In a significant development, India's National Commodity & Derivatives Exchange Limited on Thursday launched its futures contract for Certified Emission Reduction.
Forward Markets Commission, chairman, B. C. Khatua inaugurated the launch at NCDEX Exchange Platform. The CER contract of NCDEX will be traded in multiples of one lot of 500 CERs each.
India is the first developing country to offer a hedging tool for CERs, a Kyoto protocol compliant emissions instrument under the Clean Development Mechanism of the United Nations Framework Convention on Climate Change.
Globally, CER futures are traded on exchanges such as Nordpool, European Climate Exchange - ICE, European Energy Exchange - Eurex, and NYMEX's Green Exchange.
Government of India's notification dated January 4, 2008 paved the way for futures trading in CERs by bringing carbon credits under the ambit of tradable commodities.
The tick size is Re 0.20 and the Final Settlement Price will pertain to guaranteed deliverable CERs. The client-wise position limit has been kept at 11,000 lots whereas the member-wise position limit is 66,000 lots.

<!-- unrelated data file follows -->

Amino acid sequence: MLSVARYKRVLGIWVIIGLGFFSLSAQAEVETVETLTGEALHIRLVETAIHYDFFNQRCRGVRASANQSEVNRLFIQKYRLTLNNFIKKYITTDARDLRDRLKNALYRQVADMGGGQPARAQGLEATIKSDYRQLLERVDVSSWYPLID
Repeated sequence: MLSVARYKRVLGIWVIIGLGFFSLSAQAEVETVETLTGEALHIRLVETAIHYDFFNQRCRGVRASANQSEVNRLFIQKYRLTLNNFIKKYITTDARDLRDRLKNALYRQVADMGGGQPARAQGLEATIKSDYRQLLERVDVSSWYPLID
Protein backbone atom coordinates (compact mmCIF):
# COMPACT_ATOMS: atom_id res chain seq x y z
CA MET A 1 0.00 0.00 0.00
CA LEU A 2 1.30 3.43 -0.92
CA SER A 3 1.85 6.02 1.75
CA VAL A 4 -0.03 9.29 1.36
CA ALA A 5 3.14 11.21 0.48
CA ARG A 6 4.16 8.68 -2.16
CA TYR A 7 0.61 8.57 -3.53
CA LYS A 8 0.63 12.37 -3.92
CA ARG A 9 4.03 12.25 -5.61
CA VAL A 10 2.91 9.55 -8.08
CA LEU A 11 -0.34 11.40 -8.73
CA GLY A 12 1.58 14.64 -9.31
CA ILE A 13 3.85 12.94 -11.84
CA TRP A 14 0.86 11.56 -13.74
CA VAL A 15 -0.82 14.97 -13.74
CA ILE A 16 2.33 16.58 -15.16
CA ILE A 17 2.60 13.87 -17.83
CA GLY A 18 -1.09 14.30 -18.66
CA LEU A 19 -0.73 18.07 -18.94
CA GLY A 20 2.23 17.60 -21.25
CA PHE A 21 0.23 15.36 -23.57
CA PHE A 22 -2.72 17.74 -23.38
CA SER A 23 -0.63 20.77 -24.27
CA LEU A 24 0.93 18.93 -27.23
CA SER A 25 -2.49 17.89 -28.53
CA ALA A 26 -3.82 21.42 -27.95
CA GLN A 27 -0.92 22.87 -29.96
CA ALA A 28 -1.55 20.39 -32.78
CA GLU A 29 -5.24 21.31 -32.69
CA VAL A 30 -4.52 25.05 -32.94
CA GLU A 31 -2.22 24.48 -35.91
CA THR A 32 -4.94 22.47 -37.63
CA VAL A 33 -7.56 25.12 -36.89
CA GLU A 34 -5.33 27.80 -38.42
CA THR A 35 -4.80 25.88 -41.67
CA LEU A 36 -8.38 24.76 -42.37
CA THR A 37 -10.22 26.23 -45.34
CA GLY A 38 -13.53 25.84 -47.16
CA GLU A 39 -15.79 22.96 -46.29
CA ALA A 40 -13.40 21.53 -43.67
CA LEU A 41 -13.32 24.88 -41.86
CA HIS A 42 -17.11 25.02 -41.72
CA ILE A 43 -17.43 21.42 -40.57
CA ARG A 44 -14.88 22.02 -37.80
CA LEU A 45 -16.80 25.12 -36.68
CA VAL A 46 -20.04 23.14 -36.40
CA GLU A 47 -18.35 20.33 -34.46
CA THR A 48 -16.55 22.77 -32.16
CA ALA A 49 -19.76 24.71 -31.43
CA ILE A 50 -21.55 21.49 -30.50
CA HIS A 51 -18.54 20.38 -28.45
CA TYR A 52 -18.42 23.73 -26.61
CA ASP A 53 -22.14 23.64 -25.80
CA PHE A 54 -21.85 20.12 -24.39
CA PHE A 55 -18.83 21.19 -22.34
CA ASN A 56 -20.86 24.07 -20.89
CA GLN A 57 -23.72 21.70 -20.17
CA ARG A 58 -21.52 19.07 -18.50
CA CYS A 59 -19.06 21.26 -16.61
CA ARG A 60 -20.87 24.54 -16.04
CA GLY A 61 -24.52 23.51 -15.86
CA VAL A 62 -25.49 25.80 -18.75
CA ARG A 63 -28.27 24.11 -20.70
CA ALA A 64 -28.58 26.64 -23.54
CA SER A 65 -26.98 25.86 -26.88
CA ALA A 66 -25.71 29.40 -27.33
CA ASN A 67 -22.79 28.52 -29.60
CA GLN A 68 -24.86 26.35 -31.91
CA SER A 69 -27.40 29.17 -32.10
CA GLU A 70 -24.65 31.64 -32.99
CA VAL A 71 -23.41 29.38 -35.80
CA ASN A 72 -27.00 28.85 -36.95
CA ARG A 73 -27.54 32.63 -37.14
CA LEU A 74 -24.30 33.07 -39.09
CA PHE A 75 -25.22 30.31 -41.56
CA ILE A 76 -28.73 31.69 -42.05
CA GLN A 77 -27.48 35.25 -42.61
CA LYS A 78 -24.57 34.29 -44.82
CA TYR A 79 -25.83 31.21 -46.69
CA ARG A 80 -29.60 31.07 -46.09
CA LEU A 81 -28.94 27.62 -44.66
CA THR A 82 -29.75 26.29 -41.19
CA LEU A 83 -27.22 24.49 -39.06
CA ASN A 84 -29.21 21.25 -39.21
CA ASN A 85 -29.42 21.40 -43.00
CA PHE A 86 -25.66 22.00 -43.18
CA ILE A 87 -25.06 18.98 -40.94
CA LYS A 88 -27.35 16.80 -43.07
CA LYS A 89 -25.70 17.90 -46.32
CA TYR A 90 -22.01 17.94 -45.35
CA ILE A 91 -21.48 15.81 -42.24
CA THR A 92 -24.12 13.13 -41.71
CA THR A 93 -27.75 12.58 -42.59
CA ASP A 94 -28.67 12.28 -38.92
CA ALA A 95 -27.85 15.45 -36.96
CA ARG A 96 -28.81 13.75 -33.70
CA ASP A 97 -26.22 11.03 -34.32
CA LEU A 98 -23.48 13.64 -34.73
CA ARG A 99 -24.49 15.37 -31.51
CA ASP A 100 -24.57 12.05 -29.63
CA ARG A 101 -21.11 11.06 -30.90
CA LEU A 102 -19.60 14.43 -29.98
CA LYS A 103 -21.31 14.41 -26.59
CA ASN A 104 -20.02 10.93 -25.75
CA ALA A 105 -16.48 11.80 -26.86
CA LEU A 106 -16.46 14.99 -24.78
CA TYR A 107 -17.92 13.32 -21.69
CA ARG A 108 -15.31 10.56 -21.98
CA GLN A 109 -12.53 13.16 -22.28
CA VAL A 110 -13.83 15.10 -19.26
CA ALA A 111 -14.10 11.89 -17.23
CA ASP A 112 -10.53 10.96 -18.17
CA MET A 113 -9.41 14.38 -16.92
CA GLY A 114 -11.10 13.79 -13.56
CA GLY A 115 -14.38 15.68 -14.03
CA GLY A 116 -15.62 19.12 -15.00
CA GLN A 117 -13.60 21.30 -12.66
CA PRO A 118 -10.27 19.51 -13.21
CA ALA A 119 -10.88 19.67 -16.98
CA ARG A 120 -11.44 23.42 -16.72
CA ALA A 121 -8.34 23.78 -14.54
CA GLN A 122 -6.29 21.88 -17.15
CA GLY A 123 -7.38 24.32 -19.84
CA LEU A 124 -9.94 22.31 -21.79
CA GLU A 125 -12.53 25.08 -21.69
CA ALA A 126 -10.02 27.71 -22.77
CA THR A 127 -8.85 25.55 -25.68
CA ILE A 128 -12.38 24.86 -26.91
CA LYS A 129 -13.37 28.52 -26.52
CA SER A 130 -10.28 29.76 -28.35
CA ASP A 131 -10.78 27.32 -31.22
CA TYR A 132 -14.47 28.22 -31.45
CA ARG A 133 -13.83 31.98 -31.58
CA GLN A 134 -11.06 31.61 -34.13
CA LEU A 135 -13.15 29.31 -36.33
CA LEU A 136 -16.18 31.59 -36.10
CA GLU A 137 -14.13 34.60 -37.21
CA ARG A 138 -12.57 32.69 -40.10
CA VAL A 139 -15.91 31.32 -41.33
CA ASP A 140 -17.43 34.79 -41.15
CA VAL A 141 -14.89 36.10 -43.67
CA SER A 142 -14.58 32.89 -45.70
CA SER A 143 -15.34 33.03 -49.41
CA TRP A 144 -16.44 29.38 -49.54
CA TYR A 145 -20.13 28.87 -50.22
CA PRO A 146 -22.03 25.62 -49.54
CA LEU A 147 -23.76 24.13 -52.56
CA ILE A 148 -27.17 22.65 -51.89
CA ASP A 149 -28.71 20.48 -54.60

Initially only one contract expiring in December 2008 had been launched and further contracts will be added in the near future.
The carbon market is one of the fastest growing and most volatile. India is fast emerging as a leading net seller of CERs in the world. It is the largest supplier of CERs after China.
India has not made any emission reduction commitments under any international forum. Indian entities are eligible for holding and trading in carbon credits and Voluntary Emission Reductions.
Indian companies generate CERs from emission-offset projects, which are purchased by international entities to meet their emission reduction commitments under the Kyoto Protocol and other regional emission trading schemes such as European Union Emission Trading Scheme.
India accounts for about 15 per cent of CERs from registered projects under the Clean Development Mechanism of the United Nations Framework Convention on Climate Change.
Currently, CERs are traded bilaterally in India. Such bilateral trades suffer from certain drawbacks. They tend to be highly customized and opaque. They entail high transaction costs and are often fraught with counterparty risks. In the absence of a price discovery mechanism, sellers are not able to get the fair value for their CERs.
The NCDEX initiative serves to address these inefficiencies in the carbon market by providing a price discovery and hedging platform to the buyers and sellers of CERs, under the Clean Development Mechanism of the United Nations Framework Convention on Climate Change.